“Corrales’s elevator installation is something of an experience. Not only do the colors ebb and flow with the movements of the elevator, but they play off the rotating space and ask that the viewer truly pay attention. The panels that have been installed could easily be mistaken for their true interior however, they are painted with the precision required to immerse the viewer in a manipulated space. A place that allows for depth, movement, and questioning.” - Antoinette Genevieve of Vanguard Culture
For the full article please click HERE
Elevating Art in an Actual Elevator
"Elevators can be super awkward. People are forced to stand close to one another, but they mostly avoid eye contact and conversation by either looking at their phones or staring at the glowing elevator buttons.
Artist Lauren Siry, who runs 1805 Gallery, is making the elevator ride at Porto Vista Hotel in Little Italy much more pleasant. She commissioned San Diego artist Daniel Barron Corrales to create an art installation inside the elevator. Corrales just installed the work, and it’s a cool James Turrell-inspired piece that really jazzes up the small space with color and light projections. " - Kinsee Morlan engagement editor at Voice of San Diego and author of the Culture Report.
Click HERE to read full article.
1805 GALLERY PRESENTS CONVEYOR:AN ELEVATOR EXHIBITION SERIES AT PORTO VISTA HOTEL
2018 FEATURED ARTIST: DANIEL BARRON CORRALES
Conveyor: Daniel Barron Corrales
Artist Reception: Thursday, April 19, 2018, 5-7PM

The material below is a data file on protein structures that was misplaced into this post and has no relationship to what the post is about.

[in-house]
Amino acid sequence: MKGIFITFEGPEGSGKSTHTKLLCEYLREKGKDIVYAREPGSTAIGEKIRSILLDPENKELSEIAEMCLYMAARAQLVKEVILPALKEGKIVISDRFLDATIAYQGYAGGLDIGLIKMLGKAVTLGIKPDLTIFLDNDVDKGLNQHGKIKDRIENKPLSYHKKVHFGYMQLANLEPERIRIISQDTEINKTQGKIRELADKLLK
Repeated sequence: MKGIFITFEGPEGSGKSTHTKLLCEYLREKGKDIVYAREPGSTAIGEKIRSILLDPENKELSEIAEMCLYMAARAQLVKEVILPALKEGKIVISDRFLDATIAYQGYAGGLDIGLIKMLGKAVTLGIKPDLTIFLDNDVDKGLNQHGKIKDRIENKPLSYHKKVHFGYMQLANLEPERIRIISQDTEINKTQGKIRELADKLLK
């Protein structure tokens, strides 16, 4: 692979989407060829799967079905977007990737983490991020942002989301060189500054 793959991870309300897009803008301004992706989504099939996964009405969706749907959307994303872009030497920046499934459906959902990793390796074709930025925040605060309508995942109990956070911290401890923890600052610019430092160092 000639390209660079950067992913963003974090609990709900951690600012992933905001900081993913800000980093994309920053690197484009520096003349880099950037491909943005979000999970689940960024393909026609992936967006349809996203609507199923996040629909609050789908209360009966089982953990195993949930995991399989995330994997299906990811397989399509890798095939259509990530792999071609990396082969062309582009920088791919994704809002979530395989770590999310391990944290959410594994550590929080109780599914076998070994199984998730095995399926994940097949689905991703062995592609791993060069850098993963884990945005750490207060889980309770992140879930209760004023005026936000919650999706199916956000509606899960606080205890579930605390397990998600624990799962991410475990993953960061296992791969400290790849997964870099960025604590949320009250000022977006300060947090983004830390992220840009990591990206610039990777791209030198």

Location: Porto Vista Hotel, 1835 Columbia Street, San Diego, CA 92101
San Diego, CA - In collaboration with Porto Vista Hotel, 1805 Gallery is thrilled to announce the launch of Conveyor, an exhibition series that takes place inside the elevators at the Porto Vista Hotel in Little Italy, San Diego. Curated by Lauren Siry, select contemporary artists will create art installations that respond to the intimate and often overlooked space.
Daniel Barron Corrales will be the first featured artist in Conveyor, producing an installation composed of tinted, textured and reflective materials that explore transcendence and infinite space. Corrales will transform the constrained space of an elevator into an ever-expanding portal. In conjunction with Conveyor, the artist will have an exhibition of works on view in the hotel’s gallery located in the Lobby of the Porto Vista Hotel. The Lobby Gallery exhibition will be on view from April 19 through July 29, 2018. An opening artist reception will be held on Thursday, April 19, 2018, from 5-7PM. The art installation in the elevator will be on view through April 2019.
Daniel Barron Corrales is a San Diego based artist that intuitively responds to the unique nature of environments, heightening the experience of space, light, color, and architectural elements through mixed media interactive sculpture and installations. Composed of mass-produced textiles and everyday construction supplies, Corrales’ work aims to visually engage audiences while renewing their perception of everyday materials and spaces. Corrales has exhibited work at the San Diego Art Institute, Mingei International Museum of Art and Ted X San Diego.
About 1805 Gallery
Founded by artist Lauren Siry in 2012, 1805 Gallery is an open artist studio and exhibition space with a mission to encourage meaningful dialogue and art appreciation. The gallery curates exhibitions, artist residencies and events that feature emerging and mid-career artists who explore unique concepts through visually stimulating aesthetics. In addition to exhibition and residency programming, 1805 Gallery offers curatorial services that include researching, acquiring, commissioning and framing works of art for personal and professional spaces.
1805 Gallery is located at 1805 Columbia Street, San Diego, CA 92101
For more information visit 1805gallery.com
Contact: Lauren Siry 619.888.8288 email@example.com